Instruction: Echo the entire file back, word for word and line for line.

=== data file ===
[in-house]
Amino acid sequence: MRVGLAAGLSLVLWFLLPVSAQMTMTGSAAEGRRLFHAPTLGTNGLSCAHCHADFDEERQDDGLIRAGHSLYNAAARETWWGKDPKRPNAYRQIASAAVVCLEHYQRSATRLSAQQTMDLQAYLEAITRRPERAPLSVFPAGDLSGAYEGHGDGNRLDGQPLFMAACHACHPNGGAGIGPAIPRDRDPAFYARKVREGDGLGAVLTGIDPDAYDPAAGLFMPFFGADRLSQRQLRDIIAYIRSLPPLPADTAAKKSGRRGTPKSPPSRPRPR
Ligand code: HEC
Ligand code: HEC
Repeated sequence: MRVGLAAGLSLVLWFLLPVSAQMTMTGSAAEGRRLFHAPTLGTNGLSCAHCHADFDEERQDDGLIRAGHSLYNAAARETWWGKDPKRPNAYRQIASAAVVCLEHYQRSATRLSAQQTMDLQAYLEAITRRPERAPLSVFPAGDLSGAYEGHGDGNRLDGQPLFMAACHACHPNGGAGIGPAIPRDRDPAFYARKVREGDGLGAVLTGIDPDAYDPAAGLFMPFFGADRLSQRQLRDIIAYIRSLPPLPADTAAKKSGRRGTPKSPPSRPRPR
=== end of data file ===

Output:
[in-house]
Amino acid sequence: MRVGLAAGLSLVLWFLLPVSAQMTMTGSAAEGRRLFHAPTLGTNGLSCAHCHADFDEERQDDGLIRAGHSLYNAAARETWWGKDPKRPNAYRQIASAAVVCLEHYQRSATRLSAQQTMDLQAYLEAITRRPERAPLSVFPAGDLSGAYEGHGDGNRLDGQPLFMAACHACHPNGGAGIGPAIPRDRDPAFYARKVREGDGLGAVLTGIDPDAYDPAAGLFMPFFGADRLSQRQLRDIIAYIRSLPPLPADTAAKKSGRRGTPKSPPSRPRPR
Ligand code: HEC
Ligand code: HEC
Repeated sequence: MRVGLAAGLSLVLWFLLPVSAQMTMTGSAAEGRRLFHAPTLGTNGLSCAHCHADFDEERQDDGLIRAGHSLYNAAARETWWGKDPKRPNAYRQIASAAVVCLEHYQRSATRLSAQQTMDLQAYLEAITRRPERAPLSVFPAGDLSGAYEGHGDGNRLDGQPLFMAACHACHPNGGAGIGPAIPRDRDPAFYARKVREGDGLGAVLTGIDPDAYDPAAGLFMPFFGADRLSQRQLRDIIAYIRSLPPLPADTAAKKSGRRGTPKSPPSRPRPR